Talking and always making sense in front of a camera or on a radio show is tough. I've appeared on enough of both to know that once your brain goes down one wrong path, it's difficult for your mouth to recover and stagger back before saying something stupid. You just kind of hope the host saves you because he's a trained professional at these sorts of things.
Only it's usually always too late. Rock solid proof of this comes in what ESPN's Bobby Valentine had to say on Tuesday night about Josh Hamilton(notes) breaking his arm and landing on the DL for 6-8 weeks after trying to tag on a foul pop-up in Detroit.
Karl Ravech: What was stupid about the play?
Bobby Valentine: Well, it was the first inning and it was taking a chance with your best player and he did dive headfirst and it was a way of avoiding the slide and he knew that he shouldn't go and he did go, you know? And you know, there's indiscretion in this guy's life, he was stupid earlier and because of that, he can't take drugs now to help cure this injury and heal this injury. And that might have been dumb on everyone's part because, my gosh, it's the first inning, he's the MVP. They're scoring runs better than anybody in the league, you have to tag up on a fly ball in front of the dugout?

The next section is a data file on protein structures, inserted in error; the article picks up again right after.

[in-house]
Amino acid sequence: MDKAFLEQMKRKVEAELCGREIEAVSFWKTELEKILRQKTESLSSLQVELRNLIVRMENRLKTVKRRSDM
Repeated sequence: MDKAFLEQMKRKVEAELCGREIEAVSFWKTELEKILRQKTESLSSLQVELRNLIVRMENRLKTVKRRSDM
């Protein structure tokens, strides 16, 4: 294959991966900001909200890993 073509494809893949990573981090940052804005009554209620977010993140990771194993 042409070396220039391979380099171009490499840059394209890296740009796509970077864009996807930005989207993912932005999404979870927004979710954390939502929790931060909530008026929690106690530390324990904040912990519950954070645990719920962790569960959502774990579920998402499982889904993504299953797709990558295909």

As a sports blogger, I am now contractually bound to link this clip from Billy Madison.
There's no question that Dave Anderson, the third base coach of the Texas Rangers, made a dumb decision to send Hamilton. The reigning AL MVP admitted as much when he said "I was thinking [that] 'I don't want to do this ... something is going to happen.' I listened to my coach."
So no problems here with the first part of Valentine's statement. It's just the following insinuation that poor choices in his personal life make him more susceptible to bad baseball decisions that marks the beginning of Valentine's swan dive into an empty pool of words. Really, about the only thing that could have saved him there was pulling out some of Tom Tango's math to show that sending a reborn Christian with a history of drug use is a remarkably dumber play than sending a player who was a teetotaler from the start.
Deadspin has the video of Valentine's remarks if you think hearing or seeing it will help matters at all. Spoiler alert: It probably won't.
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